Fewer Americans die from these chronic killers, but overdoses risePublished: Nov 18, 2016
Fewer Americans are dying from heart disease, stroke, and cancer.
That’s the good news, says the federal Centers for Disease Control and Prevention. The bad news? More Americans are dying from drug overdoses.
— Sign Against Stroke (@signagnststroke) November 18, 2016
The rising tide of overdose deaths has prompted U.S. Surgeon General Dr. Vivek Murthy to issue an unprecedented report on fighting substance abuse, reports Scientific American.
The World Health Organization no longer considers Zika a global health emergency, reports the Washington Post. But the group says the battle against Zika demands long-term solutions and remains just as critical.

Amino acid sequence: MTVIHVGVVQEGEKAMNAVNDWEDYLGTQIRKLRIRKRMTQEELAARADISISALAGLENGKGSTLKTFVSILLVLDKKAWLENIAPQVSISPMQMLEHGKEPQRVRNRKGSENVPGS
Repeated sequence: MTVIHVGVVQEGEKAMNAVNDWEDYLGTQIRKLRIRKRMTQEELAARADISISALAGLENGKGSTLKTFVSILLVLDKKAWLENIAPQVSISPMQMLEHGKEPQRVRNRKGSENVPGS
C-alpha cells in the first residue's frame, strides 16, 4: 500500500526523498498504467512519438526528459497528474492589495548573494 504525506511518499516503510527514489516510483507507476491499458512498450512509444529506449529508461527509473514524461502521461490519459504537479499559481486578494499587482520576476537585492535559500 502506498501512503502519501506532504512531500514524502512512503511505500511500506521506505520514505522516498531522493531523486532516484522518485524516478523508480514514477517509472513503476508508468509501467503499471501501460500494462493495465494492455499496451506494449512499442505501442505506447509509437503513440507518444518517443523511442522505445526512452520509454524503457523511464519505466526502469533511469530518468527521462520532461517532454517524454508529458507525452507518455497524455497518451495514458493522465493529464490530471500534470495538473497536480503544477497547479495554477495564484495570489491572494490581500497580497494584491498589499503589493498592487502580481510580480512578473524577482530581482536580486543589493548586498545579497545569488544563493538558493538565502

Breaking News: The Zika virus is no longer a global emergency, the WHO said, but the crisis is not over https://t.co/J7c4kRhcI6
— The New York Times (@nytimes) November 18, 2016
Meanwhile, in Miami, health officials are considering releasing mosquitoes that have been dusted with bacteria in order to lower the species’ ability to transmit the virus, reports the Tampa Bay Times.
Electronic cigarettes may be just as bad for your teeth and gums as regular cigarettes, reports CBS News.
And finally, in New York City, scientists have successfully grossed everyone out by categorizing the types of bacteria and “yucky stuff” found on the city’s ATM keypads, reports the Washington Post. The study was published by the American Society for Microbiology in the journal mSphere.
This Week in Health is our weekly roundup of health headlines in Florida and around the nation.